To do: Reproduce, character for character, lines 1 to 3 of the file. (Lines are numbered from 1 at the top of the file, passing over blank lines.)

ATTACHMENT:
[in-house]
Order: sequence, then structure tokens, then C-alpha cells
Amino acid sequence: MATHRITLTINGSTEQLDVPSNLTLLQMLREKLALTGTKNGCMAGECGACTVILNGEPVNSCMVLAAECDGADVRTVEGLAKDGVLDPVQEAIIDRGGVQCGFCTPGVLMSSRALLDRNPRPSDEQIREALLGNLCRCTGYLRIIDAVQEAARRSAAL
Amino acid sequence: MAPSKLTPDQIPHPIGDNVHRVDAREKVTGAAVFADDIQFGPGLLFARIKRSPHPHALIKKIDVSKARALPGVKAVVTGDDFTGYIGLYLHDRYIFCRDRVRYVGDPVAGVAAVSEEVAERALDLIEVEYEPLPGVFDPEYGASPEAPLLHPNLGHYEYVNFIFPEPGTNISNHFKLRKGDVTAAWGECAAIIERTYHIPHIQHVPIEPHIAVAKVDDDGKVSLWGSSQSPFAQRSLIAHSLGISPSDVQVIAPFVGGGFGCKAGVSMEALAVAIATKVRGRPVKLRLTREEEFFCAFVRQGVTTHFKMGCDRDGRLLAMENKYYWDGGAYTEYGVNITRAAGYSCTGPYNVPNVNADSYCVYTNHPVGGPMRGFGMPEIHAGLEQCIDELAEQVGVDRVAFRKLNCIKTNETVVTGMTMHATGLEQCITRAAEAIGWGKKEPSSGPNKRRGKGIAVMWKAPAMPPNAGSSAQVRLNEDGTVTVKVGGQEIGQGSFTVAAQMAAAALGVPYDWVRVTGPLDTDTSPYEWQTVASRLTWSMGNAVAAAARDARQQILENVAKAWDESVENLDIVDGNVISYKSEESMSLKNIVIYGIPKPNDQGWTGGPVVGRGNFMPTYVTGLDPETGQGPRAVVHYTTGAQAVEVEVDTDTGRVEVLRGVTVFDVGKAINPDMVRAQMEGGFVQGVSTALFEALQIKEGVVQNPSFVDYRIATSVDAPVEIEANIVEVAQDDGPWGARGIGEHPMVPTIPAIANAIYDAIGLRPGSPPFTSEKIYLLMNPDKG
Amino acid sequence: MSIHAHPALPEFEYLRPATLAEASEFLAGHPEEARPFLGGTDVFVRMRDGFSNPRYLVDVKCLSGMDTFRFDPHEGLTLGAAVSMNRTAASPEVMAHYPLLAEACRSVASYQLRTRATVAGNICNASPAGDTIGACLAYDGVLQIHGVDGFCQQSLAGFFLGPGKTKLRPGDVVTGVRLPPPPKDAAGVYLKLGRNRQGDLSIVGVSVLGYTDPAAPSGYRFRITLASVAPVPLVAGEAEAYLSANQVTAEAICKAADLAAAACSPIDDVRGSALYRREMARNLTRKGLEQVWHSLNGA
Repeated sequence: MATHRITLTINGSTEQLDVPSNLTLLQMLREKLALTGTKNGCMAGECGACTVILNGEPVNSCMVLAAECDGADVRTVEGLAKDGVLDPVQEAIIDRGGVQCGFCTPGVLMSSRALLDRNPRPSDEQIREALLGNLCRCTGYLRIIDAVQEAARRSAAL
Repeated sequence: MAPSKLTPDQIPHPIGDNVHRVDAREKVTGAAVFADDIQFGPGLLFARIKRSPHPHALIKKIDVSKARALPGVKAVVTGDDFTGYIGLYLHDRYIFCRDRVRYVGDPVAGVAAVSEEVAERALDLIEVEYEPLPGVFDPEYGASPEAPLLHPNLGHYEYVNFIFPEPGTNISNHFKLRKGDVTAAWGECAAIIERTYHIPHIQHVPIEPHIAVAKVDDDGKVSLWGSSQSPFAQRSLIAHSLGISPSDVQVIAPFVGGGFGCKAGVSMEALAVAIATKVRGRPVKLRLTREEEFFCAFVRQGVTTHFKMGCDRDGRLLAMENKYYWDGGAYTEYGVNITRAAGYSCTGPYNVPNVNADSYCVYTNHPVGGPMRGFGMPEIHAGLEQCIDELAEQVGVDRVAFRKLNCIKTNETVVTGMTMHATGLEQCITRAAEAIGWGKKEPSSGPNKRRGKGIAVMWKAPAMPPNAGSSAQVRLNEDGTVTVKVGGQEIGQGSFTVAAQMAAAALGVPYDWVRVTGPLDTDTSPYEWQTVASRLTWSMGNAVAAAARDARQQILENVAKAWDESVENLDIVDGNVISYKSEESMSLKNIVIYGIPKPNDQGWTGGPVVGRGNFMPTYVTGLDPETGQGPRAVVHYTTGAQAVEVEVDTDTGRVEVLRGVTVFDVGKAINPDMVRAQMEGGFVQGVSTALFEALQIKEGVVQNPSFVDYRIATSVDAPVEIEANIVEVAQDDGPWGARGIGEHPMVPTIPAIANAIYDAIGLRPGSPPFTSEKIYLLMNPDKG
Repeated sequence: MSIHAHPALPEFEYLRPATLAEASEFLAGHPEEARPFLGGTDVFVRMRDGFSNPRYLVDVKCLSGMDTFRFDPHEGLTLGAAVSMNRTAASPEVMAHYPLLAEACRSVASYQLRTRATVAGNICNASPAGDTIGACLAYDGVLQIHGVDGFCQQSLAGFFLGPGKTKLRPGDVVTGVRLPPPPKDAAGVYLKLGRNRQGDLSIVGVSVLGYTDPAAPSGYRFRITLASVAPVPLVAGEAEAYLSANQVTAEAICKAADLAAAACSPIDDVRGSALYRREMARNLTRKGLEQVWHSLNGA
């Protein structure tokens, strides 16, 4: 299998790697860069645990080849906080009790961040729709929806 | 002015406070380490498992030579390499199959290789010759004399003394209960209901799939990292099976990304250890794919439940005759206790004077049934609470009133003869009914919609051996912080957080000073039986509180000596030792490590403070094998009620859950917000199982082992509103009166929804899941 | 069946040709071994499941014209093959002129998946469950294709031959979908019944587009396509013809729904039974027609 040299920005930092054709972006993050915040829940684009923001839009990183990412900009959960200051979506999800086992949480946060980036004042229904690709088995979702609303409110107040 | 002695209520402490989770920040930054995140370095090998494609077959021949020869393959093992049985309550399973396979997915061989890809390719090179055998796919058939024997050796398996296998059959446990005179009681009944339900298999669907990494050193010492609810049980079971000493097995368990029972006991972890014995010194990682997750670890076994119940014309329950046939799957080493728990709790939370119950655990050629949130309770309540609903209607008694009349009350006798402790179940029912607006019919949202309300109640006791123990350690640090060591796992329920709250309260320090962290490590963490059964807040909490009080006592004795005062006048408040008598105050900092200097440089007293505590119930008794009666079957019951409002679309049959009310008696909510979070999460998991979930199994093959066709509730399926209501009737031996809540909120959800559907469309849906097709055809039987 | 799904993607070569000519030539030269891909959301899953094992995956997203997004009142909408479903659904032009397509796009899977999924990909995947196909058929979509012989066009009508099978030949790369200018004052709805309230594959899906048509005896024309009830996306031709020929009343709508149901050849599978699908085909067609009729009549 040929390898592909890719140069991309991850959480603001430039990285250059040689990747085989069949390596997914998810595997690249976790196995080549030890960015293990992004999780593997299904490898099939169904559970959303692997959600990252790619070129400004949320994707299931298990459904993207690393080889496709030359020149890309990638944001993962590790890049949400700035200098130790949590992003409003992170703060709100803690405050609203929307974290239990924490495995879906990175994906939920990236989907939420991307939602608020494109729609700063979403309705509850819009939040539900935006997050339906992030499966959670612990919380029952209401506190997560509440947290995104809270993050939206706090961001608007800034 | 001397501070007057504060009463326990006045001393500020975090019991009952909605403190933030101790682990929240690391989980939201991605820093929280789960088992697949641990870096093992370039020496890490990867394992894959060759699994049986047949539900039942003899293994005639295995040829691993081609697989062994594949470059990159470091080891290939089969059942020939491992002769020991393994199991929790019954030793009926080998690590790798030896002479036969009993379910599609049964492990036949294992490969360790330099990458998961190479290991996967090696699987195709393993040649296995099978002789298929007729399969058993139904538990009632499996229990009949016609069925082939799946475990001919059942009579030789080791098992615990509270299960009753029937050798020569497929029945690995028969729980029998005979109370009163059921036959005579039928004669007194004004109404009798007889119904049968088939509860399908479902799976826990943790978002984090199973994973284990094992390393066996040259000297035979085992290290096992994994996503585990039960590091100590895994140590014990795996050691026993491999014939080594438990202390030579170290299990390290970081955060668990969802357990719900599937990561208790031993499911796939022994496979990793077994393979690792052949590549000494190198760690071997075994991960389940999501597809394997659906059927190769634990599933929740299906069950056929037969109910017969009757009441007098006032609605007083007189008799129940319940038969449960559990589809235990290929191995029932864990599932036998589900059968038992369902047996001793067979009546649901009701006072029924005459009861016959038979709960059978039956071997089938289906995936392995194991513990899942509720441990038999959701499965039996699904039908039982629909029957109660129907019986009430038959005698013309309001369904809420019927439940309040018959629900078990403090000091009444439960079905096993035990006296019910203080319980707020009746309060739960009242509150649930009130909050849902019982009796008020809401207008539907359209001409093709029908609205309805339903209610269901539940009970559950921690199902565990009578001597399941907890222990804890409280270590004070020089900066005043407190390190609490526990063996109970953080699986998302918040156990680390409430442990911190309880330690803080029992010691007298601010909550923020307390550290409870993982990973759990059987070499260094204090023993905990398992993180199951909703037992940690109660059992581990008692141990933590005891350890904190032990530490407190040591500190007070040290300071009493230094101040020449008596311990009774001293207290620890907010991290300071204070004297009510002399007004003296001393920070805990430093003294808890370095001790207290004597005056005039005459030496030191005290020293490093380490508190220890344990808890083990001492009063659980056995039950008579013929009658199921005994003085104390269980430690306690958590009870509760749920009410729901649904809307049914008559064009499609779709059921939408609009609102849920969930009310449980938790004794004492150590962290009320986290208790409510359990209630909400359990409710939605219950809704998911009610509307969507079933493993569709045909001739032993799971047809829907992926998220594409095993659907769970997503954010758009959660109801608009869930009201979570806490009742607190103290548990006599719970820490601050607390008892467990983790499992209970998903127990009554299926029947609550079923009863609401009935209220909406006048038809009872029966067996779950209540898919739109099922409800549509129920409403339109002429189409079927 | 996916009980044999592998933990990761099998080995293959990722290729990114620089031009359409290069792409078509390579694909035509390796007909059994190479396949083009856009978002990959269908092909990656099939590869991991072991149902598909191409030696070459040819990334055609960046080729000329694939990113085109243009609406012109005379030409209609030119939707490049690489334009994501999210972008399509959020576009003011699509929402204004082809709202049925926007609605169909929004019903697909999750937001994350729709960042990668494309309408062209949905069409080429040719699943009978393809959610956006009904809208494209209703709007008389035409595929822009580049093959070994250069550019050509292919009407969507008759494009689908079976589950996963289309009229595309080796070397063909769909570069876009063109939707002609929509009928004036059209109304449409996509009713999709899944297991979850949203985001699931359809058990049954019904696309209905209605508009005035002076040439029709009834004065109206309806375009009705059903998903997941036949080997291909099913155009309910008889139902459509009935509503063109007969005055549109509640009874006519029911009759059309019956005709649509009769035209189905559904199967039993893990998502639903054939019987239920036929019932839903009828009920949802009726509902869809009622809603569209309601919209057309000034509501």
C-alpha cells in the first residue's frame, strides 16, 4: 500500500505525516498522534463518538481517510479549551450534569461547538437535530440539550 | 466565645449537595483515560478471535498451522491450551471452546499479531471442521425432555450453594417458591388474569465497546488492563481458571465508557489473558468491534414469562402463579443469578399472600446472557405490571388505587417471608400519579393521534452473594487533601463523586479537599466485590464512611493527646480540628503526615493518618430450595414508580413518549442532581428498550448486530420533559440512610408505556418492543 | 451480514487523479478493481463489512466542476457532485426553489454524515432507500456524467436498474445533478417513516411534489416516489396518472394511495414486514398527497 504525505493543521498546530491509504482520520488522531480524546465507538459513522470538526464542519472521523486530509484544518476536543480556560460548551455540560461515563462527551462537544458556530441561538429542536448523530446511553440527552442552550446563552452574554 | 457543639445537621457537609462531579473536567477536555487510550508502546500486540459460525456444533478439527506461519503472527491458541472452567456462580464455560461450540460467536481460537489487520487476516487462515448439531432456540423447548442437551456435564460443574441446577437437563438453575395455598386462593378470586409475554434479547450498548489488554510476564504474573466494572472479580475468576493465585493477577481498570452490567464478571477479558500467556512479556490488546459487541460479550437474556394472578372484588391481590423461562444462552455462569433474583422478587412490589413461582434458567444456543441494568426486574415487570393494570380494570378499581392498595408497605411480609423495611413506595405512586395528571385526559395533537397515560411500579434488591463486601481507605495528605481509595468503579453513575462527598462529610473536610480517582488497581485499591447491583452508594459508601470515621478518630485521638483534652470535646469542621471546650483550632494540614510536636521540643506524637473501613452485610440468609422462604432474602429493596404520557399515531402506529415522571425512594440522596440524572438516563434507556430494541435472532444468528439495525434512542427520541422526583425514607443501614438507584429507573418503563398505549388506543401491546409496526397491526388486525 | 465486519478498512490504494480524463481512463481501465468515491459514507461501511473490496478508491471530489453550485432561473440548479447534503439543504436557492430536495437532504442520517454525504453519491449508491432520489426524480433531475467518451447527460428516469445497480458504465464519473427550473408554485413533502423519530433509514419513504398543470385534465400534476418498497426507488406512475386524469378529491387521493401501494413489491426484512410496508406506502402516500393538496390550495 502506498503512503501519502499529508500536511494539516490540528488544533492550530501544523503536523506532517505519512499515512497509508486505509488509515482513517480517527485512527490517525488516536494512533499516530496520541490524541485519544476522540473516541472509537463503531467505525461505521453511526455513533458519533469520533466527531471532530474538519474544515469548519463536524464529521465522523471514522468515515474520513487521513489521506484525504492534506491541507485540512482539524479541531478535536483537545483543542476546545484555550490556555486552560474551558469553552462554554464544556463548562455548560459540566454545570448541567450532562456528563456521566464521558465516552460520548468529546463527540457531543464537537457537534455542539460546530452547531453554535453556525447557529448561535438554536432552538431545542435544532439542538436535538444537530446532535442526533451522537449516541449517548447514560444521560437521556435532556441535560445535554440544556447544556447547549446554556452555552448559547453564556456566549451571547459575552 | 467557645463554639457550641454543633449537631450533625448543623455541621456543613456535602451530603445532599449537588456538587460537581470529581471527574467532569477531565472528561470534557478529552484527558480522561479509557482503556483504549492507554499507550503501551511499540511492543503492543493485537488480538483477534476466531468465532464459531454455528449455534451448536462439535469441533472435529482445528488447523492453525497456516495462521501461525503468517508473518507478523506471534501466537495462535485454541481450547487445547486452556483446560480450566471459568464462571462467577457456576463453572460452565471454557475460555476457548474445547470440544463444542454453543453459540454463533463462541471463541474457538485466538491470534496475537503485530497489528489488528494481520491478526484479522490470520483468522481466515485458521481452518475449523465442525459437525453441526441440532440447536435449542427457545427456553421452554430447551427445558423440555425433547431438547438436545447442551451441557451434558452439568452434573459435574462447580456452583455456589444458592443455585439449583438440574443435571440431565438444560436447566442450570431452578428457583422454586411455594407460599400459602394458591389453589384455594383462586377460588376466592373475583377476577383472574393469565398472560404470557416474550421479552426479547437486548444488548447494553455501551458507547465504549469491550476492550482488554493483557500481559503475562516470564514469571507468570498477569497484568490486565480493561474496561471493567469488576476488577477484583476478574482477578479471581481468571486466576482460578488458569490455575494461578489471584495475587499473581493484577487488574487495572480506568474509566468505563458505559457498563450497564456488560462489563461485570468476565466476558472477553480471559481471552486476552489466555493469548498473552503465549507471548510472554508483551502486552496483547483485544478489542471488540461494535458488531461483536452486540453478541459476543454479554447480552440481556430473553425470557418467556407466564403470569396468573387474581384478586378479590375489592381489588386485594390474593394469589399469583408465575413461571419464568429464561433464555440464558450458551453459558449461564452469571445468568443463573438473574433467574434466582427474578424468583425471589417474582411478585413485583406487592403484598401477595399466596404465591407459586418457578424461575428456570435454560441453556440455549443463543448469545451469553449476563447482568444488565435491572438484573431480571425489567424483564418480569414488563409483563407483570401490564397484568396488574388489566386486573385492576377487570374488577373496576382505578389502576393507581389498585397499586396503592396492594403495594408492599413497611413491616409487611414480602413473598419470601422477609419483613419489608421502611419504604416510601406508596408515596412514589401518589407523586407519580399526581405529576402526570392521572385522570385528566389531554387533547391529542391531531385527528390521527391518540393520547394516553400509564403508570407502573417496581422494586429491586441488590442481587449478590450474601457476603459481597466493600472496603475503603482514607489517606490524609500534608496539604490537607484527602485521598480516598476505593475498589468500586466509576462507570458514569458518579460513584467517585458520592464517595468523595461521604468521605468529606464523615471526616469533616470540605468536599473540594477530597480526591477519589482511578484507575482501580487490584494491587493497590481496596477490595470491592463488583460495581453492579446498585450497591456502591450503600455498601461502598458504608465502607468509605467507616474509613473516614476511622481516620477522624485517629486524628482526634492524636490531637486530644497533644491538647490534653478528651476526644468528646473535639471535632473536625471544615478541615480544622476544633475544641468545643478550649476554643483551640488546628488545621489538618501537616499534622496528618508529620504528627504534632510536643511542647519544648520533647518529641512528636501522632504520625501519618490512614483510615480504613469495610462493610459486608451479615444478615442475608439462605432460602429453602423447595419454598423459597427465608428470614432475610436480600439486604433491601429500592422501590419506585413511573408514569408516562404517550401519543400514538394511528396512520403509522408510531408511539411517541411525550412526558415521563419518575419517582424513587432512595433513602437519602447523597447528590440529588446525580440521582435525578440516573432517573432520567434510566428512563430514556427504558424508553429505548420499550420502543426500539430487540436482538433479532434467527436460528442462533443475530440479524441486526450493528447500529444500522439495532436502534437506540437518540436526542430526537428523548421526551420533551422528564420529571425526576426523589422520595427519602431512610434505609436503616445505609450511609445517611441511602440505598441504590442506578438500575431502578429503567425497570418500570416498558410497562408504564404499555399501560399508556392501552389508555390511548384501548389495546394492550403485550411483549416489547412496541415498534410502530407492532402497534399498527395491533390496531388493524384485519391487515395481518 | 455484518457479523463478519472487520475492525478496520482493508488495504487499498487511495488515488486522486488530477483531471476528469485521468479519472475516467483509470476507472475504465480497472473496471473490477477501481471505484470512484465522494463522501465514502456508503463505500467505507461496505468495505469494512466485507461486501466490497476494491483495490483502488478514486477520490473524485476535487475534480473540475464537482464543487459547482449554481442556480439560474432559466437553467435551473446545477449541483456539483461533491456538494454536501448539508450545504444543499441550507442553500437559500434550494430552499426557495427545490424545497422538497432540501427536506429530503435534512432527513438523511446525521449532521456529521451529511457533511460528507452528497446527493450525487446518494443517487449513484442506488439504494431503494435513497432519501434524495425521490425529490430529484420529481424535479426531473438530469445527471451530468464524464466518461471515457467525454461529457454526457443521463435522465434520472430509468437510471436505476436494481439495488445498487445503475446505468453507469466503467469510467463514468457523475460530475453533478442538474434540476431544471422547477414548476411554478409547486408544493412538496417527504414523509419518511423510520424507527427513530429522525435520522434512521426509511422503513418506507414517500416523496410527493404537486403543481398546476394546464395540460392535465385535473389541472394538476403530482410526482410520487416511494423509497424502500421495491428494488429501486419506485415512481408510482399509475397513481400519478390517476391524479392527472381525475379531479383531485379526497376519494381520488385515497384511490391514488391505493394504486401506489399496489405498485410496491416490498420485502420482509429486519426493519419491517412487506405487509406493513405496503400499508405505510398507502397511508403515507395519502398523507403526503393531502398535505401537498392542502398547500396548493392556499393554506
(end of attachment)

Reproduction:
[in-house]
Order: sequence, then structure tokens, then C-alpha cells
Amino acid sequence: MATHRITLTINGSTEQLDVPSNLTLLQMLREKLALTGTKNGCMAGECGACTVILNGEPVNSCMVLAAECDGADVRTVEGLAKDGVLDPVQEAIIDRGGVQCGFCTPGVLMSSRALLDRNPRPSDEQIREALLGNLCRCTGYLRIIDAVQEAARRSAAL